Wednesday, April 7, 2010
A while ago I wrote about a book that has a permanent place next to all my shakers, stirrers, bottles and glasses: Vintage Spirits & Forgotten Cocktails. Occupying an adjacent piece of real estate are the various books authored by Jeff "Beachbum" Berry. (If my bookshelf was an actual neighborhood, these would be the guys who are always out the front lawn, drink in hand, starting impromptu block parties).
The books in question, Sippin' Safari, Grog Log and Intoxica! are the definitive bibles of tiki/faux-tropical drink-making and history, and any half-aware cocktailian owns 'em. As for the author himself, there's not much I can add that hasn't already been documented elsewhere. Suffice it to say that Berry's impact on the tiki drink landscape can't underestimated- if it weren't for him, we'd all be buying powdered Mai Tai mix and drinking the equivalent of rum Slurpees.
So yeah, the guy pretty much single-handedly saved classic tiki drinks from being lost forever. No small feat, which is why you should have at least one of his books behind your bar at all times. And if you had to limit yourself to only one, the book I'd recommend conveniently just came out last week: Beachbum Berry Remixed.
Don't worry- I'm not going to do a full-on book review here. This is because:
1) There are going to be a ton of better-written ones appearing in the coming weeks.
2) When I write big, long posts it really cuts into my drinking time.
So the here's the scoop: Beachbum Berry Remixed combines the info from Grog Log and Intoxica! and wraps it all up with a boatload of full-color photos and illustrations. You get recipes, you get history, you get anecdotes, and you get useful facts on ingredients, including brand recommendations and how to make some things at home (if you're so inclined).
More importantly, there's new stuff. BBR isn't a barely-disguised attempt to re-package existing material like some lame greatest hits collection. The Bum has provided a bunch of new recipes (both his own and newly-unearthed ones), and there's also fresh background material on people, places and potions sprinkled throughout.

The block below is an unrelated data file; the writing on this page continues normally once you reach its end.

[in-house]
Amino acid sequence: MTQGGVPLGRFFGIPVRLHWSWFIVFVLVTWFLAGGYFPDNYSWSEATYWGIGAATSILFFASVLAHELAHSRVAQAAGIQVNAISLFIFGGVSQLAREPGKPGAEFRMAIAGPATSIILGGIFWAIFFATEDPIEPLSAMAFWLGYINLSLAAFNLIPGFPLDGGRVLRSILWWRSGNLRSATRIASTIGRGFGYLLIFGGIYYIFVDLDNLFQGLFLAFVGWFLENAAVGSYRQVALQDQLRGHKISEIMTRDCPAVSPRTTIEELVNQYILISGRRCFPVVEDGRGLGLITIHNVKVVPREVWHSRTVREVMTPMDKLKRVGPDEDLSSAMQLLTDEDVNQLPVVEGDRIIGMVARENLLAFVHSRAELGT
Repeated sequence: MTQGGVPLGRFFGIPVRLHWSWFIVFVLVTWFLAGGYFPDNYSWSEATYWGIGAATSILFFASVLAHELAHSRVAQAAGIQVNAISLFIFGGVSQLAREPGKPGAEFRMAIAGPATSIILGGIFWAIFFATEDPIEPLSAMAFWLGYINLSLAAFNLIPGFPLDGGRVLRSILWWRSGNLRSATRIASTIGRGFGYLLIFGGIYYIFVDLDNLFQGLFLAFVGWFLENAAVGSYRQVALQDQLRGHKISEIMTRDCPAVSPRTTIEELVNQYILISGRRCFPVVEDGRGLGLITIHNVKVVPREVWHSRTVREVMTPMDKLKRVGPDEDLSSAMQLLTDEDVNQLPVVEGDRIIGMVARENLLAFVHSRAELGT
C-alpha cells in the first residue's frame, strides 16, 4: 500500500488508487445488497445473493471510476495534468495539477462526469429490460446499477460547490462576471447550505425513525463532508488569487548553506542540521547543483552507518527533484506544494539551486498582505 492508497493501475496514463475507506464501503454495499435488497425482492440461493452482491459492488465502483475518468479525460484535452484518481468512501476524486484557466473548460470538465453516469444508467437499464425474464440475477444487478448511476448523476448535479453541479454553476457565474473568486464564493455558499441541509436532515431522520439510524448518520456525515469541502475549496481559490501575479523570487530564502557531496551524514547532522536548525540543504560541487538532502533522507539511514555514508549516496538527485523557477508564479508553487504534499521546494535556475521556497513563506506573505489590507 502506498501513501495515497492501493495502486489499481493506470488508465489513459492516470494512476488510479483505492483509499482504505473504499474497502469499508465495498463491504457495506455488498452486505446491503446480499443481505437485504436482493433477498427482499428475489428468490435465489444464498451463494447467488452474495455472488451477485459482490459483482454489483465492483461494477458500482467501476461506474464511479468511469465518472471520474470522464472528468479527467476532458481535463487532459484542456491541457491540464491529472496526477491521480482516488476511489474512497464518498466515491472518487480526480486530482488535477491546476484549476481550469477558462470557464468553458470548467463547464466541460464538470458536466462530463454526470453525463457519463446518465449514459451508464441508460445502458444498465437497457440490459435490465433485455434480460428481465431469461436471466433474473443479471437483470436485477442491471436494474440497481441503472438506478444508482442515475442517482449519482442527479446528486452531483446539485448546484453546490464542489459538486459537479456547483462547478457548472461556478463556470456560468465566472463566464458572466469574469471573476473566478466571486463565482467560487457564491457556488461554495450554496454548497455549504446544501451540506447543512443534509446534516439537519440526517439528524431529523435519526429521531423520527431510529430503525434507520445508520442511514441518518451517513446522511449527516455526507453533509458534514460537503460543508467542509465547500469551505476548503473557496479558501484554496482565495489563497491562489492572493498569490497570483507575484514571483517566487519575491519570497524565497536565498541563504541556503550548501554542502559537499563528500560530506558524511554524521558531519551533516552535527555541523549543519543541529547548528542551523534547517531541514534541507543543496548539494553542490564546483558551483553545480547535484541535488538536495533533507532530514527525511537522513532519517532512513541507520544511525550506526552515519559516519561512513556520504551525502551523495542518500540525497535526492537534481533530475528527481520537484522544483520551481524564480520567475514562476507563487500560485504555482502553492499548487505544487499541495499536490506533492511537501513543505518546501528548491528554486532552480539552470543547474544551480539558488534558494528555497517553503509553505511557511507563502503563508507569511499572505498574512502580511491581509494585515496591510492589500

I'd also be remiss if I didn't mention there's an entire section containing new original recipes by drink writers, cocktail experts, bartenders, and people who play with booze and then blab about it online (a.k.a. bloggers). If you're the kind of person who travels the boozeblog circuit, you'll notice some familiar names, as there are contributions by this guy, this guy, this guy, this guy (who, by the way, is attempting to make every single drink in the book), and yours truly (As with my appearance in Vintage Spirits and Forgotten Cocktails, I've yet again found myself among people far more knowledgeable and experienced than myself. Nonetheless, I'm extremely flattered).
Anyway, if you're still reading this, stop now and go buy a copy of Beachbum Berry Remixed from your favorite purveyor of mashed-up trees and ink. Then make yourself a drink from it. One of my favorites is...
Zombie (midcentury version)*
1 oz. fresh lime juice
1 oz. fresh lemon juice
1 oz. unsweetened pineapple juice
1 oz. passion fruit syrup
1 oz. light Puerto Rican rum
1 oz. gold Puerto Rican rum
1 oz. lemon Hart 151-proof Demerara rum
1 tsp. Demerara sugar syrup
1 dash Angostura bitters
Shake well with lots of crushed ice and pour into a tall glass.** Garnish with a mint sprig.
* people who like this incarnation of the Zombie (like me) take considerable guff from those who prefer the other versions. Whether this is due to its hazy provenance, less-intensive rum profile or inclusion of passion fruit syrup remains to be conclusively determined. Regardless, I'm sticking to my guns.
** Because I'm a colossal nerd and take this stuff way too seriously, I like to shake with a few large ice cubes and strain into a glass filled with crushed ice. Tomato, tomahto.
UPDATE: I forgot to mention that the Grogalizer has been updated and is fully operational! If you want to know what recipes from any of Jeff Berry's books you can make based on what currently resides on your liquor shelf, then the Grogalizer is what you need. Get over there and start mixing!